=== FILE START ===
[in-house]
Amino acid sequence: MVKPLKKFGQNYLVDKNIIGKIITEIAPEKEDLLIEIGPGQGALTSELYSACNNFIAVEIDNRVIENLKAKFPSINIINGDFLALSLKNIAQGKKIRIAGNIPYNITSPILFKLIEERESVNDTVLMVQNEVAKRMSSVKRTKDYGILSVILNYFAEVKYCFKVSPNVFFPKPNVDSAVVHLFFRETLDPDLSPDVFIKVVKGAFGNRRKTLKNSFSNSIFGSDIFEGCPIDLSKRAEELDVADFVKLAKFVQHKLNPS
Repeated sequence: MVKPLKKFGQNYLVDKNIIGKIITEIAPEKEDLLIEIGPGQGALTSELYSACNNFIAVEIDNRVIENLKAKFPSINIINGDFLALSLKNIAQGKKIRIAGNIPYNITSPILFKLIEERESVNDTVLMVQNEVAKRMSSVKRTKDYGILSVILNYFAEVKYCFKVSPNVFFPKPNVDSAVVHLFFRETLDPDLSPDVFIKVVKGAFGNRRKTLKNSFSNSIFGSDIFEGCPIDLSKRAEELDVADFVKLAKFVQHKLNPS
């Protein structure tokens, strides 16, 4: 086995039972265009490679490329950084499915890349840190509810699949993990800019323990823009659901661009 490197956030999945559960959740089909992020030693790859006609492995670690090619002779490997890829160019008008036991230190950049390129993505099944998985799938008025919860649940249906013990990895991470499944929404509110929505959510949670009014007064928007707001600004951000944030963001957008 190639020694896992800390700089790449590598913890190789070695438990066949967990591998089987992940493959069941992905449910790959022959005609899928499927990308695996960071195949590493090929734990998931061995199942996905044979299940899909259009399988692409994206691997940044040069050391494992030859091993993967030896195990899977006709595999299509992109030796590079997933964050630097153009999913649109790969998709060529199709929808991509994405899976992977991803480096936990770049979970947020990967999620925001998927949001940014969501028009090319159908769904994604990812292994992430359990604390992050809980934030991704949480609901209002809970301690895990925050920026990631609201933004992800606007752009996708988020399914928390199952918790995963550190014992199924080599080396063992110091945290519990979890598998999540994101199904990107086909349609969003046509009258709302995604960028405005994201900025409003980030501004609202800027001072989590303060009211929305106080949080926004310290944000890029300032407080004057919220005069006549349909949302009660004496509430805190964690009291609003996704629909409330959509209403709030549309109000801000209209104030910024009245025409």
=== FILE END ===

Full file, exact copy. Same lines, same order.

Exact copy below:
[in-house]
Amino acid sequence: MVKPLKKFGQNYLVDKNIIGKIITEIAPEKEDLLIEIGPGQGALTSELYSACNNFIAVEIDNRVIENLKAKFPSINIINGDFLALSLKNIAQGKKIRIAGNIPYNITSPILFKLIEERESVNDTVLMVQNEVAKRMSSVKRTKDYGILSVILNYFAEVKYCFKVSPNVFFPKPNVDSAVVHLFFRETLDPDLSPDVFIKVVKGAFGNRRKTLKNSFSNSIFGSDIFEGCPIDLSKRAEELDVADFVKLAKFVQHKLNPS
Repeated sequence: MVKPLKKFGQNYLVDKNIIGKIITEIAPEKEDLLIEIGPGQGALTSELYSACNNFIAVEIDNRVIENLKAKFPSINIINGDFLALSLKNIAQGKKIRIAGNIPYNITSPILFKLIEERESVNDTVLMVQNEVAKRMSSVKRTKDYGILSVILNYFAEVKYCFKVSPNVFFPKPNVDSAVVHLFFRETLDPDLSPDVFIKVVKGAFGNRRKTLKNSFSNSIFGSDIFEGCPIDLSKRAEELDVADFVKLAKFVQHKLNPS
């Protein structure tokens, strides 16, 4: 086995039972265009490679490329950084499915890349840190509810699949993990800019323990823009659901661009 490197956030999945559960959740089909992020030693790859006609492995670690090619002779490997890829160019008008036991230190950049390129993505099944998985799938008025919860649940249906013990990895991470499944929404509110929505959510949670009014007064928007707001600004951000944030963001957008 190639020694896992800390700089790449590598913890190789070695438990066949967990591998089987992940493959069941992905449910790959022959005609899928499927990308695996960071195949590493090929734990998931061995199942996905044979299940899909259009399988692409994206691997940044040069050391494992030859091993993967030896195990899977006709595999299509992109030796590079997933964050630097153009999913649109790969998709060529199709929808991509994405899976992977991803480096936990770049979970947020990967999620925001998927949001940014969501028009090319159908769904994604990812292994992430359990604390992050809980934030991704949480609901209002809970301690895990925050920026990631609201933004992800606007752009996708988020399914928390199952918790995963550190014992199924080599080396063992110091945290519990979890598998999540994101199904990107086909349609969003046509009258709302995604960028405005994201900025409003980030501004609202800027001072989590303060009211929305106080949080926004310290944000890029300032407080004057919220005069006549349909949302009660004496509430805190964690009291609003996704629909409330959509209403709030549309109000801000209209104030910024009245025409």